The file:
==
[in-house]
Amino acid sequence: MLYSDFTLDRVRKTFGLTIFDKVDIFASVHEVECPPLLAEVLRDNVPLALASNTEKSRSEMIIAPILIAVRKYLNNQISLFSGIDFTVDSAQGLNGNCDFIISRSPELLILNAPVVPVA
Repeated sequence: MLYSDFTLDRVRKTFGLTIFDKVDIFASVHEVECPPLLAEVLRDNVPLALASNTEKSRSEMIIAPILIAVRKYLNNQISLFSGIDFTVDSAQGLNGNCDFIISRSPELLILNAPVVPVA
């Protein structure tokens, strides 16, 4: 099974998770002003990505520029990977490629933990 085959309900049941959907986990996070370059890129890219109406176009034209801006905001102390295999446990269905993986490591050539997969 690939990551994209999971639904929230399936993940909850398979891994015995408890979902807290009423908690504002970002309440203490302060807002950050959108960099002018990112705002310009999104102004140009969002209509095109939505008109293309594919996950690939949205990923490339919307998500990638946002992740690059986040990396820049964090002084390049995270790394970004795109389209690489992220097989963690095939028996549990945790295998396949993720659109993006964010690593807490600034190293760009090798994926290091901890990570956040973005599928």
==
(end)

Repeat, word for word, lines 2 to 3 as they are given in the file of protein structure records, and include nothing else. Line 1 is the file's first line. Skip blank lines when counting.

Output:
Amino acid sequence: MLYSDFTLDRVRKTFGLTIFDKVDIFASVHEVECPPLLAEVLRDNVPLALASNTEKSRSEMIIAPILIAVRKYLNNQISLFSGIDFTVDSAQGLNGNCDFIISRSPELLILNAPVVPVA
Repeated sequence: MLYSDFTLDRVRKTFGLTIFDKVDIFASVHEVECPPLLAEVLRDNVPLALASNTEKSRSEMIIAPILIAVRKYLNNQISLFSGIDFTVDSAQGLNGNCDFIISRSPELLILNAPVVPVA